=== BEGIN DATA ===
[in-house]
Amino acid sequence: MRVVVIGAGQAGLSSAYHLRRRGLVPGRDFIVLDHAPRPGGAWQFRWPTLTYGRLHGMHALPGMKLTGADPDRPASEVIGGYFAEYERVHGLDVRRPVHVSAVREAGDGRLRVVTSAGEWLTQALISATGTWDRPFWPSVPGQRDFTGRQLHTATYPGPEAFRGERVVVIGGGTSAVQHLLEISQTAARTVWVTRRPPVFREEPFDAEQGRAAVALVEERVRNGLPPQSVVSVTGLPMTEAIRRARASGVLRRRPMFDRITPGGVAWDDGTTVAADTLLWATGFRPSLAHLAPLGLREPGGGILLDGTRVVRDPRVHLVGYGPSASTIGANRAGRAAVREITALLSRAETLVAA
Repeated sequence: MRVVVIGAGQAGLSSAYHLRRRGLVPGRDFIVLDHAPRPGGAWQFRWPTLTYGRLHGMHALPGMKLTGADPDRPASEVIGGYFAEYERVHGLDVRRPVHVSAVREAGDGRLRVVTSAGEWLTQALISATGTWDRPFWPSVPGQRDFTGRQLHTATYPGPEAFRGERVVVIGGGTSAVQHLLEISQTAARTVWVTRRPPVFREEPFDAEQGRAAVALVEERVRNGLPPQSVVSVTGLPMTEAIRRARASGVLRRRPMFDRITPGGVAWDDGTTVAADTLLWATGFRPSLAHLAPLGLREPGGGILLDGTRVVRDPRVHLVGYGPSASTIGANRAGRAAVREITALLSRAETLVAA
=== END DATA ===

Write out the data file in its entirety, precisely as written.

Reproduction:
[in-house]
Amino acid sequence: MRVVVIGAGQAGLSSAYHLRRRGLVPGRDFIVLDHAPRPGGAWQFRWPTLTYGRLHGMHALPGMKLTGADPDRPASEVIGGYFAEYERVHGLDVRRPVHVSAVREAGDGRLRVVTSAGEWLTQALISATGTWDRPFWPSVPGQRDFTGRQLHTATYPGPEAFRGERVVVIGGGTSAVQHLLEISQTAARTVWVTRRPPVFREEPFDAEQGRAAVALVEERVRNGLPPQSVVSVTGLPMTEAIRRARASGVLRRRPMFDRITPGGVAWDDGTTVAADTLLWATGFRPSLAHLAPLGLREPGGGILLDGTRVVRDPRVHLVGYGPSASTIGANRAGRAAVREITALLSRAETLVAA
Repeated sequence: MRVVVIGAGQAGLSSAYHLRRRGLVPGRDFIVLDHAPRPGGAWQFRWPTLTYGRLHGMHALPGMKLTGADPDRPASEVIGGYFAEYERVHGLDVRRPVHVSAVREAGDGRLRVVTSAGEWLTQALISATGTWDRPFWPSVPGQRDFTGRQLHTATYPGPEAFRGERVVVIGGGTSAVQHLLEISQTAARTVWVTRRPPVFREEPFDAEQGRAAVALVEERVRNGLPPQSVVSVTGLPMTEAIRRARASGVLRRRPMFDRITPGGVAWDDGTTVAADTLLWATGFRPSLAHLAPLGLREPGGGILLDGTRVVRDPRVHLVGYGPSASTIGANRAGRAAVREITALLSRAETLVAA